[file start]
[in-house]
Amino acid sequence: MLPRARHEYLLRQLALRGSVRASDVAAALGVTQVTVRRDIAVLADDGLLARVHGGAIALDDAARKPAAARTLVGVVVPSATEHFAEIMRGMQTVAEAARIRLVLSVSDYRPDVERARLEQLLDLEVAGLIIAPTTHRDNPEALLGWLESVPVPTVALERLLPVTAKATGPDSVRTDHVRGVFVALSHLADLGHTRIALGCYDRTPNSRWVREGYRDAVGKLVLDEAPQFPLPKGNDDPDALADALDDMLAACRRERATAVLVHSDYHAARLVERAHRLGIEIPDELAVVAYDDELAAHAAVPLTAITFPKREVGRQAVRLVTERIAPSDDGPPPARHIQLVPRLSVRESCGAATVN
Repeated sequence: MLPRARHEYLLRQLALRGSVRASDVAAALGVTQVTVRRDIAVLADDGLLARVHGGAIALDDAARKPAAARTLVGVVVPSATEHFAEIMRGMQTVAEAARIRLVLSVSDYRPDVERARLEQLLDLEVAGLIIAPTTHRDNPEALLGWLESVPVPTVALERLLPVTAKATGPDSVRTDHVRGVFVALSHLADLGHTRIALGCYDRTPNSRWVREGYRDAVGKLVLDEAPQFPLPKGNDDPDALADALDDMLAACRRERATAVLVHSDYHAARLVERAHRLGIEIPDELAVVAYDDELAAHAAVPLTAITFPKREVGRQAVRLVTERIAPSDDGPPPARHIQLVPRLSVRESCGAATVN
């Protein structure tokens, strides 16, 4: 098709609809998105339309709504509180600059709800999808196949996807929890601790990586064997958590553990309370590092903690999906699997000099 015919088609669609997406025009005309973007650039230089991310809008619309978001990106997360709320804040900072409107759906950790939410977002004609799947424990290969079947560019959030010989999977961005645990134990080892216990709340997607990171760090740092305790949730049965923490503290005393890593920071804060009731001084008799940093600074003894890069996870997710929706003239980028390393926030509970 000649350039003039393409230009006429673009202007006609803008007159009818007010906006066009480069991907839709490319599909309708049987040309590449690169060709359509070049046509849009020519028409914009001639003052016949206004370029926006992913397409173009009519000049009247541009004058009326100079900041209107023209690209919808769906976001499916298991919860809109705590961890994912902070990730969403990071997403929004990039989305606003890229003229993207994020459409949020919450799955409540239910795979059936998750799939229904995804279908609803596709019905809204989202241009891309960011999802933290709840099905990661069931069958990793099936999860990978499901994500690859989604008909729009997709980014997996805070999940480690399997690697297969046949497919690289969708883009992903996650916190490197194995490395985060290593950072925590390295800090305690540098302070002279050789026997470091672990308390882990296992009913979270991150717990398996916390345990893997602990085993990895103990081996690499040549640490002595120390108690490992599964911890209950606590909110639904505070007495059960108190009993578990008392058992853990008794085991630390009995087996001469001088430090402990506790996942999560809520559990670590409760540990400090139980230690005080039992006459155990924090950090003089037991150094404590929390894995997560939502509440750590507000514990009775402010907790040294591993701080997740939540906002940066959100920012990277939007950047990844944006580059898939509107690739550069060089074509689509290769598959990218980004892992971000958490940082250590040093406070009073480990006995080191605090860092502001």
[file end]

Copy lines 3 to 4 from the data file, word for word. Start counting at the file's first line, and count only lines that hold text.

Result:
Repeated sequence: MLPRARHEYLLRQLALRGSVRASDVAAALGVTQVTVRRDIAVLADDGLLARVHGGAIALDDAARKPAAARTLVGVVVPSATEHFAEIMRGMQTVAEAARIRLVLSVSDYRPDVERARLEQLLDLEVAGLIIAPTTHRDNPEALLGWLESVPVPTVALERLLPVTAKATGPDSVRTDHVRGVFVALSHLADLGHTRIALGCYDRTPNSRWVREGYRDAVGKLVLDEAPQFPLPKGNDDPDALADALDDMLAACRRERATAVLVHSDYHAARLVERAHRLGIEIPDELAVVAYDDELAAHAAVPLTAITFPKREVGRQAVRLVTERIAPSDDGPPPARHIQLVPRLSVRESCGAATVN
């Protein structure tokens, strides 16, 4: 098709609809998105339309709504509180600059709800999808196949996807929890601790990586064997958590553990309370590092903690999906699997000099 015919088609669609997406025009005309973007650039230089991310809008619309978001990106997360709320804040900072409107759906950790939410977002004609799947424990290969079947560019959030010989999977961005645990134990080892216990709340997607990171760090740092305790949730049965923490503290005393890593920071804060009731001084008799940093600074003894890069996870997710929706003239980028390393926030509970 000649350039003039393409230009006429673009202007006609803008007159009818007010906006066009480069991907839709490319599909309708049987040309590449690169060709359509070049046509849009020519028409914009001639003052016949206004370029926006992913397409173009009519000049009247541009004058009326100079900041209107023209690209919808769906976001499916298991919860809109705590961890994912902070990730969403990071997403929004990039989305606003890229003229993207994020459409949020919450799955409540239910795979059936998750799939229904995804279908609803596709019905809204989202241009891309960011999802933290709840099905990661069931069958990793099936999860990978499901994500690859989604008909729009997709980014997996805070999940480690399997690697297969046949497919690289969708883009992903996650916190490197194995490395985060290593950072925590390295800090305690540098302070002279050789026997470091672990308390882990296992009913979270991150717990398996916390345990893997602990085993990895103990081996690499040549640490002595120390108690490992599964911890209950606590909110639904505070007495059960108190009993578990008392058992853990008794085991630390009995087996001469001088430090402990506790996942999560809520559990670590409760540990400090139980230690005080039992006459155990924090950090003089037991150094404590929390894995997560939502509440750590507000514990009775402010907790040294591993701080997740939540906002940066959100920012990277939007950047990844944006580059898939509107690739550069060089074509689509290769598959990218980004892992971000958490940082250590040093406070009073480990006995080191605090860092502001």